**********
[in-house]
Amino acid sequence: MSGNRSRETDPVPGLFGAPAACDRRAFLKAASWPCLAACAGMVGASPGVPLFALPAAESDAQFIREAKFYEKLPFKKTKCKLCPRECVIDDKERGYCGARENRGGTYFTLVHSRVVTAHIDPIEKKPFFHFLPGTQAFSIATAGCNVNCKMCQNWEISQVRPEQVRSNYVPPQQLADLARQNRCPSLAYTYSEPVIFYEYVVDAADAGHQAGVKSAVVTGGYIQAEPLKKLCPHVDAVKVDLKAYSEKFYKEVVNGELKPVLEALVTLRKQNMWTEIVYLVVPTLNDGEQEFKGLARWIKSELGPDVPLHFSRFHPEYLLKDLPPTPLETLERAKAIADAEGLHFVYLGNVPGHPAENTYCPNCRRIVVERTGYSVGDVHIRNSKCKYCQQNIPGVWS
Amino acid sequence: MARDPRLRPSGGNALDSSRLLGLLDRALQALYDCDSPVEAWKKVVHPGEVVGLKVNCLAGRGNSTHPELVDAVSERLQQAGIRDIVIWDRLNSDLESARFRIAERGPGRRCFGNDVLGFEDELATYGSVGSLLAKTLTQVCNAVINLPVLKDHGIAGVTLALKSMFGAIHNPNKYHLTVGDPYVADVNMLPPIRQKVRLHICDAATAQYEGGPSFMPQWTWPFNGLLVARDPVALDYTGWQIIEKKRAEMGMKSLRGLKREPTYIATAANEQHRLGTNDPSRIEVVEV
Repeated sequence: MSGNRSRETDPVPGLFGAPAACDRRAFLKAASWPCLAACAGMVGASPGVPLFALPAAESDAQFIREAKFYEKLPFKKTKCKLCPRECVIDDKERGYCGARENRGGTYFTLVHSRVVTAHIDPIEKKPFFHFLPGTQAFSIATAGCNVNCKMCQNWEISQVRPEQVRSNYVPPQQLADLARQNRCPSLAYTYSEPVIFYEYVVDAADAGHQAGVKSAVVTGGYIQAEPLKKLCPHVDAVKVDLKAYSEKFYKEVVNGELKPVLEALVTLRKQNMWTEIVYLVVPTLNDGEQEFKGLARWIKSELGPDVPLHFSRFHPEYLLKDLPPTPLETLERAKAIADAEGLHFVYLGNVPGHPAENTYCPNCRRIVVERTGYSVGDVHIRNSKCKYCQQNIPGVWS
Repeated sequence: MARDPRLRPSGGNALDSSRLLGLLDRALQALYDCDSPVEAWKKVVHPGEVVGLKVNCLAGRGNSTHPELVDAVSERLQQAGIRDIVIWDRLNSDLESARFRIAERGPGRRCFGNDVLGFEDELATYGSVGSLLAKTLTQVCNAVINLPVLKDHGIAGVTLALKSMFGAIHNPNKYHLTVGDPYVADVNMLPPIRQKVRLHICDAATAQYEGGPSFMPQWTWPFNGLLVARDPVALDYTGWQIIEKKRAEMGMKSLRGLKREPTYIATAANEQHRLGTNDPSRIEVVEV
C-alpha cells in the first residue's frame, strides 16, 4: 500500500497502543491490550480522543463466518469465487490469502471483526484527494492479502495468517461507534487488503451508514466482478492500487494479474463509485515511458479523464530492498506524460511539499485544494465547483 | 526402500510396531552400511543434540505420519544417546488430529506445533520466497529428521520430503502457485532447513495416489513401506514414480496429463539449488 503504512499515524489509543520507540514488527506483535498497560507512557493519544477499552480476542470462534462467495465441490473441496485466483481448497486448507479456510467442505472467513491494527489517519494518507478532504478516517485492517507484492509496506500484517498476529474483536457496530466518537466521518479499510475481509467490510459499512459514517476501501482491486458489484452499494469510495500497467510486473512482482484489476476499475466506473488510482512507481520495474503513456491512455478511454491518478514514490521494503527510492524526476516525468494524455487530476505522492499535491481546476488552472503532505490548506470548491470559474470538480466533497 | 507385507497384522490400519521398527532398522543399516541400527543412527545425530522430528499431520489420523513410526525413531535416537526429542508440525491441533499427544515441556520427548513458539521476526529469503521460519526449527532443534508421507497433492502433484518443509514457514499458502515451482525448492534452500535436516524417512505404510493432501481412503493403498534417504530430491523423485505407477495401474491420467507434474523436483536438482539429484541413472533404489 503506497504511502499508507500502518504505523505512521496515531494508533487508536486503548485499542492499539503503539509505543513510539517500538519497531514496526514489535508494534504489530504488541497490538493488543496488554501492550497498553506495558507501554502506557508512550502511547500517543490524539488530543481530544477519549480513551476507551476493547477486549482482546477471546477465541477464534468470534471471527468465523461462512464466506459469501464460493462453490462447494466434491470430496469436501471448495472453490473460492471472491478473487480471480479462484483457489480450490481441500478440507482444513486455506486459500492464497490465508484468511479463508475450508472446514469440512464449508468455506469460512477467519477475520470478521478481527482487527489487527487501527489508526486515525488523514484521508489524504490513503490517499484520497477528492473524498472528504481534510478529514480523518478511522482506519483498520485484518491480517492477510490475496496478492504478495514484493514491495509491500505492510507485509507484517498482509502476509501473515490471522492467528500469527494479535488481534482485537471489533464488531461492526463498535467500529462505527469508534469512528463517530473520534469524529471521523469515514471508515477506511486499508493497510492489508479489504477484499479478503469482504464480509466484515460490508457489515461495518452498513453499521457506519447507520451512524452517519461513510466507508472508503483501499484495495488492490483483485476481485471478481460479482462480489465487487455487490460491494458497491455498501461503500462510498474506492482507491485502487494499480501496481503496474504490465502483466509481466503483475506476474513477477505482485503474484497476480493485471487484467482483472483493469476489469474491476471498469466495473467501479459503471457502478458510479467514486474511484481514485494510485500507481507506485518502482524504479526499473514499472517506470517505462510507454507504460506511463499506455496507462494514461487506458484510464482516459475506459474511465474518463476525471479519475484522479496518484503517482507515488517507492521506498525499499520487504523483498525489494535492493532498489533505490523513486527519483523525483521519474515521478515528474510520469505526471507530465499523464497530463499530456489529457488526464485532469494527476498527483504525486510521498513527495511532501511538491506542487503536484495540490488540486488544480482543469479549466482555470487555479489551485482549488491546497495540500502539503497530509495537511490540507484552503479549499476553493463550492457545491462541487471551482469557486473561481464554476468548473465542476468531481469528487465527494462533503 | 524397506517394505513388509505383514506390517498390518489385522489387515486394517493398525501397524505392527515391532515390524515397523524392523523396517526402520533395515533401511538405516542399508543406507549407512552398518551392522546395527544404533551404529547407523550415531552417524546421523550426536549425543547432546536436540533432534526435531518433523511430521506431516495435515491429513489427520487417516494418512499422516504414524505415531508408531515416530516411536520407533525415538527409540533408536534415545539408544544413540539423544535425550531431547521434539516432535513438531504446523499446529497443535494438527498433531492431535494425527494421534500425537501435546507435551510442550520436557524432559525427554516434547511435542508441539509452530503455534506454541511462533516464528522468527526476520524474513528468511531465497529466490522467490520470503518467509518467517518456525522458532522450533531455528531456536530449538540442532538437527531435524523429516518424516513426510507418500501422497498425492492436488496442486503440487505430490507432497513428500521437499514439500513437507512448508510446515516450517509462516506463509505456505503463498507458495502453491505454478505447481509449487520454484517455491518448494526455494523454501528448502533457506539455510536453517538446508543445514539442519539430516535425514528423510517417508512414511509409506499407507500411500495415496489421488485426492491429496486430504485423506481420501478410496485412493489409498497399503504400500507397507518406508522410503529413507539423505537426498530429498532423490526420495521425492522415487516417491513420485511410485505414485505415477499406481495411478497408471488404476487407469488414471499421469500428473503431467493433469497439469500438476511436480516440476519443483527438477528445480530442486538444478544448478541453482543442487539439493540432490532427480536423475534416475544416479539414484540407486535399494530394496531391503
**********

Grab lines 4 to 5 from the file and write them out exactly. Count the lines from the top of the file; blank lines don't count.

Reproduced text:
Repeated sequence: MSGNRSRETDPVPGLFGAPAACDRRAFLKAASWPCLAACAGMVGASPGVPLFALPAAESDAQFIREAKFYEKLPFKKTKCKLCPRECVIDDKERGYCGARENRGGTYFTLVHSRVVTAHIDPIEKKPFFHFLPGTQAFSIATAGCNVNCKMCQNWEISQVRPEQVRSNYVPPQQLADLARQNRCPSLAYTYSEPVIFYEYVVDAADAGHQAGVKSAVVTGGYIQAEPLKKLCPHVDAVKVDLKAYSEKFYKEVVNGELKPVLEALVTLRKQNMWTEIVYLVVPTLNDGEQEFKGLARWIKSELGPDVPLHFSRFHPEYLLKDLPPTPLETLERAKAIADAEGLHFVYLGNVPGHPAENTYCPNCRRIVVERTGYSVGDVHIRNSKCKYCQQNIPGVWS
Repeated sequence: MARDPRLRPSGGNALDSSRLLGLLDRALQALYDCDSPVEAWKKVVHPGEVVGLKVNCLAGRGNSTHPELVDAVSERLQQAGIRDIVIWDRLNSDLESARFRIAERGPGRRCFGNDVLGFEDELATYGSVGSLLAKTLTQVCNAVINLPVLKDHGIAGVTLALKSMFGAIHNPNKYHLTVGDPYVADVNMLPPIRQKVRLHICDAATAQYEGGPSFMPQWTWPFNGLLVARDPVALDYTGWQIIEKKRAEMGMKSLRGLKREPTYIATAANEQHRLGTNDPSRIEVVEV